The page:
The war in Ukraine is setting in motion a three-dimensional crisis – on food, energy and finance – that is producing alarming cascading effects to a world economy already battered by COVID-19 and climate change, according to the new findings of the Global Crisis Response Group (GCRG).
“We are now facing a perfect storm that threatens to devastate the
economies of developing countries,” said UN Secretary-General António
Guterres. “The people of Ukraine cannot bear the violence being inflicted
on them. And the most vulnerable people around the globe cannot become
collateral damage in yet another disaster for which they bear no
“Our world cannot afford this. We need to act now,” stressed the
Secretary-General calling for urgent, concrete and coordinated action to
help countries and communities most at risk avert the interlinked crises.
“We can do something about this three-dimensional crisis. We have the
capacity to cushion the blow.”
*On the brink of a perfect storm*
As two of the world’s breadbaskets, Russia and Ukraine provide around 30
percent of the wheat and barley we consume. Russia remains the world’s top
natural gas exporter, second-largest oil exporter and a significant
producer of fertilizers. The war has severely affected food, energy and
financial markets, sending commodity prices to soar record high. The global
economy is forecast to contract by 1 percent in 2022.
Preliminary analysis suggests that as many as 1.7 billion people in 107
economies are exposed to at least one of three risks, mostly in Africa,
Asia and the Pacific, and Latin America and the Caribbean. When combined
with the already devastating impacts of the COVID-19 crisis and climate
change, the exposure to just one risk is dire enough to cause debt
distress, food shortages and blackouts.
Established by the Secretary-General, the GCRG aims to develop coordinated
solutions to the interlinked crises in collaboration with governments, the
multilateral system and sectors. The Steering Committee of the GCRG is
chaired by UN Deputy Secretary-General Amina Mohammed.
The goal is to help vulnerable countries avert large-scale crises through
high-level coordination and partnerships, urgent action, and access to
critical data, analysis and policy recommendations. The development of
today’s brief, the first in a series, was coordinated by the
Secretary-General of the UN Conference on Trade and Development.
*The world needs to act with urgency*
The brief proposes a series of immediate to longer-term recommendations to
avert and respond to the triple crisis, including the need to keep markets
and trade open to ensure the availability of food, agricultural inputs such
as fertilizer and energy. It also calls for international financial
institutions to urgently release funding for the most at-risk countries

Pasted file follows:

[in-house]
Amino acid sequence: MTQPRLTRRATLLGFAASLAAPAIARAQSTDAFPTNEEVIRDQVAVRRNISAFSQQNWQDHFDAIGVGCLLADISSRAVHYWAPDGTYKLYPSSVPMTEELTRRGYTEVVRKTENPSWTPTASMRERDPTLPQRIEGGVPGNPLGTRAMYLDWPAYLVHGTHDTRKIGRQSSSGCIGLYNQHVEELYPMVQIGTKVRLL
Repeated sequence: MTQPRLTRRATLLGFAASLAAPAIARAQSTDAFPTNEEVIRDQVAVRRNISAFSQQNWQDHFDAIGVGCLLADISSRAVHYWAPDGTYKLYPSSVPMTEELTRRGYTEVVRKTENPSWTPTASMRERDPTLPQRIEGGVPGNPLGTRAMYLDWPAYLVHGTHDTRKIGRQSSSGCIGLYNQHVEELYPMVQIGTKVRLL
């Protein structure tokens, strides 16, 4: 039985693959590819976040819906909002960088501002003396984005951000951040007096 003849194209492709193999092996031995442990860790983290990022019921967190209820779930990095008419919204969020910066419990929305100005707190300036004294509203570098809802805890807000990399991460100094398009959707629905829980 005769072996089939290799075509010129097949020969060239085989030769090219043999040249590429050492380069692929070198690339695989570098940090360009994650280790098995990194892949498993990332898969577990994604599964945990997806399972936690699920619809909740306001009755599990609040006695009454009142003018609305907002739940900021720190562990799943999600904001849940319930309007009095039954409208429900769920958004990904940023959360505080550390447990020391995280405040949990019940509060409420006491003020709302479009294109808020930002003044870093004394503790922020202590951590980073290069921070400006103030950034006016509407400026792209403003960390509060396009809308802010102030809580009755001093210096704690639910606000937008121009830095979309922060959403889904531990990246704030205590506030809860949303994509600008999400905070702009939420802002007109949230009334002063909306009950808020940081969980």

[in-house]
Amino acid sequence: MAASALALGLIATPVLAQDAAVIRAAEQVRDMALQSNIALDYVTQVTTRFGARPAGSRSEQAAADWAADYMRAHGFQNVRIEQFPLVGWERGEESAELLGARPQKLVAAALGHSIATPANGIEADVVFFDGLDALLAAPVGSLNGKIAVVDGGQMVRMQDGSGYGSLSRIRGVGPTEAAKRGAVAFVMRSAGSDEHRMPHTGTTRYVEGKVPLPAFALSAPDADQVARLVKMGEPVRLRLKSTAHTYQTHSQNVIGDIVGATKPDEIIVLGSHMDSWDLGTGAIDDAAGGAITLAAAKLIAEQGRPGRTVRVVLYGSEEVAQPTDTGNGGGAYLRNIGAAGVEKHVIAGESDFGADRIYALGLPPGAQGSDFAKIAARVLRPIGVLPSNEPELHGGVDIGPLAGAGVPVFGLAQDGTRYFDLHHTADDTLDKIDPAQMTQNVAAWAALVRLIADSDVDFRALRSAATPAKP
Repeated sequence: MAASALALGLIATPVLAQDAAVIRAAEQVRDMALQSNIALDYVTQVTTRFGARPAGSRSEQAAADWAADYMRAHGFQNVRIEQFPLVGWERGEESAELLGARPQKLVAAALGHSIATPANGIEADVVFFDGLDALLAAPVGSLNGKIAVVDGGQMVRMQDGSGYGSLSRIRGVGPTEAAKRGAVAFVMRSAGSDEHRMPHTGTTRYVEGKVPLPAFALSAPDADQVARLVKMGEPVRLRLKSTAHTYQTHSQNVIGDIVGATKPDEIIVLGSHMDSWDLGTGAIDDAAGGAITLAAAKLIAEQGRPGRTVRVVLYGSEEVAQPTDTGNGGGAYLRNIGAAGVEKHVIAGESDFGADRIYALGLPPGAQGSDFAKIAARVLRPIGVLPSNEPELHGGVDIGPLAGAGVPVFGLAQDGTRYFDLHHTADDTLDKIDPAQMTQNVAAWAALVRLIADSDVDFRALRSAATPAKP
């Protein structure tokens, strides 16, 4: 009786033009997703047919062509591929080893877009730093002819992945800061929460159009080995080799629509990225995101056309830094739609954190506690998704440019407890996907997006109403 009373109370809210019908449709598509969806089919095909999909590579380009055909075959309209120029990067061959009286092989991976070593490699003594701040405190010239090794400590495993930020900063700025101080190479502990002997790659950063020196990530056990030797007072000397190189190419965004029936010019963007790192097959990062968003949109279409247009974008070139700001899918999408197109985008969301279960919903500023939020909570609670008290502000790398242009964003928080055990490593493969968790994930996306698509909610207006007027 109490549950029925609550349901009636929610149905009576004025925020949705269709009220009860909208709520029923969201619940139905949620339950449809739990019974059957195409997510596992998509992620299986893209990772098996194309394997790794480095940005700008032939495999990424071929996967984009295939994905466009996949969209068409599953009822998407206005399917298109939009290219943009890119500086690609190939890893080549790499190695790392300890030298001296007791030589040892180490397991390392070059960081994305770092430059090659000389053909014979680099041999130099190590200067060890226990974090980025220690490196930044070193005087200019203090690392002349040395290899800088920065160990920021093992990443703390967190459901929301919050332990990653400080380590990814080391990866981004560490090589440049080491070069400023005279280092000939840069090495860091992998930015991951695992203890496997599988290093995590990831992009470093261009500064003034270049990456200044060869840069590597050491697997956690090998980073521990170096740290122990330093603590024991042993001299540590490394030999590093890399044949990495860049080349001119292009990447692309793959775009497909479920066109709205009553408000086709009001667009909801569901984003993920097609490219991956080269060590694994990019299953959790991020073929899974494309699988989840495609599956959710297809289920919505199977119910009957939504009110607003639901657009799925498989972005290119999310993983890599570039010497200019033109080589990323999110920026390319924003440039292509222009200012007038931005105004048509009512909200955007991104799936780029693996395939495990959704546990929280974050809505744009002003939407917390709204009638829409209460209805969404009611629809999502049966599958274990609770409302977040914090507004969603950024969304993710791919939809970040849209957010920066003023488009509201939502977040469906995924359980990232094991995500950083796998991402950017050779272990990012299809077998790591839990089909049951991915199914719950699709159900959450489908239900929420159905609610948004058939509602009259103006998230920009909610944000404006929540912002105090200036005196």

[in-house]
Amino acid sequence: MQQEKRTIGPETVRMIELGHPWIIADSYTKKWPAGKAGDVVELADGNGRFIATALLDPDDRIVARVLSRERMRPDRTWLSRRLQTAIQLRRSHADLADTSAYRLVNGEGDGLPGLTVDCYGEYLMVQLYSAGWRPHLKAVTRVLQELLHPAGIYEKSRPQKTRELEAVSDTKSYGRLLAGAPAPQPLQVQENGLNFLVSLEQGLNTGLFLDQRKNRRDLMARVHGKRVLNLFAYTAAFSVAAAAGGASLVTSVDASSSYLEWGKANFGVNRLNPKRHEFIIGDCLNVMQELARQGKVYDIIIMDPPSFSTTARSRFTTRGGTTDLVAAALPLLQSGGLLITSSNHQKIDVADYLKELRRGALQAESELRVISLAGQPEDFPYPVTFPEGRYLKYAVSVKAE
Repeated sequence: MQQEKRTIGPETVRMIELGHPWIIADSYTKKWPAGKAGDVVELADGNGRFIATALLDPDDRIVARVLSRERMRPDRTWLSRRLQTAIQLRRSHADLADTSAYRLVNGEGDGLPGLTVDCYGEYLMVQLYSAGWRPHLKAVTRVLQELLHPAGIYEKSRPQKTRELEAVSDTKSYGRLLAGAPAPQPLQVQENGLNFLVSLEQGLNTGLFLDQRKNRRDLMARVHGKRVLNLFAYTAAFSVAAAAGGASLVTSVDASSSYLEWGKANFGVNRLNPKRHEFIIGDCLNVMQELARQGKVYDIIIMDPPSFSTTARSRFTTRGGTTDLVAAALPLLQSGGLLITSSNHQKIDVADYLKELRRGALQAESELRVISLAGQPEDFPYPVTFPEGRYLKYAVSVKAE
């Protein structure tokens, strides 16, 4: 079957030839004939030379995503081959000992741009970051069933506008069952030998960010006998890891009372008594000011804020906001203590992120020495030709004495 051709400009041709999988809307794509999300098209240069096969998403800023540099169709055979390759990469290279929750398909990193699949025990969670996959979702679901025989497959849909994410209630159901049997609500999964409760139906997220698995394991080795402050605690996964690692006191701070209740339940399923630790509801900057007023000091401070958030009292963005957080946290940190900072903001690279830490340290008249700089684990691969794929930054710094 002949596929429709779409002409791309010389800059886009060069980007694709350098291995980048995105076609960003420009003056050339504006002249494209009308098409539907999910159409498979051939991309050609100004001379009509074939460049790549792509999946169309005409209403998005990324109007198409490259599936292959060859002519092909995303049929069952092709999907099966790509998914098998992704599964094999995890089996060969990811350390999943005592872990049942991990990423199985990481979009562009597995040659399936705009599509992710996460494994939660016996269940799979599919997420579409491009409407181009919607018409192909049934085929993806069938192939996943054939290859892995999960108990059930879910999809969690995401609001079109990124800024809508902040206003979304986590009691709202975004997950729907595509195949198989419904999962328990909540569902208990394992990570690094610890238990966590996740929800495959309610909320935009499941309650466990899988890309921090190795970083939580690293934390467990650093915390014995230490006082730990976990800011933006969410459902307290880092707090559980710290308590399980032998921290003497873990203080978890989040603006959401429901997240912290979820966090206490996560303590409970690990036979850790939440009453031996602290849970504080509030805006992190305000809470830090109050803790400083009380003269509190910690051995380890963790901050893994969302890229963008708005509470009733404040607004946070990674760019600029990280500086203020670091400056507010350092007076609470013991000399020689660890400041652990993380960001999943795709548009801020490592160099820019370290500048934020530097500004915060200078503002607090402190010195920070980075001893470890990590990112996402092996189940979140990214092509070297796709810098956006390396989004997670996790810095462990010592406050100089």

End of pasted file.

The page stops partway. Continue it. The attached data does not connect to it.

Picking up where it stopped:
while making sure there are enough resources to build long-term resilience
to such shocks.
On food, beyond keeping markets open and ensuring that food is not
subjected to export restrictions, the brief urges the prompt provision of
funds for humanitarian food assistance. Food producers, who face higher
input and transport costs, urgently need support for the next growing
On energy, it calls on governments to use strategic stockpiles and
additional reserves to help to ease this energy crisis in the short term.
More importantly, the world needs to accelerate the deployment of renewable
energy, which is not impacted by market fluctuations, to phase-out coal and
all other fossil fuels.
“Now is also the time to turn this crisis into an opportunity. We must work
towards progressively phasing-out coal and other fossil fuels, and
accelerating the deployment of renewable energy and a just transition,”
added the Secretary-General.
On finance, the brief asks the international financial system, including
G20 countries and development banks, to provide flexible, urgent, and
sufficient funding for particularly least developed countries, and relief
from debt servicing under current conditions.
“We need to pull developing countries back from the financial brink. The
international financial system has deep pockets,” said the
Secretary-General asking for funds to be made available to “economies that
need them most so that governments can avoid default, provide social safety
nets for the poorest and most vulnerable, and continue to make critical
investments in sustainable development.”
“Above all, this war must end. We need to silence the guns and accelerate
negotiations towards peace, now. For the people of Ukraine. For the people
of the region. And for the people of the world,” he added.
The launch of the findings comes ahead of the 2022 Spring Meetings of the
International Monetary Fund and the World Bank Group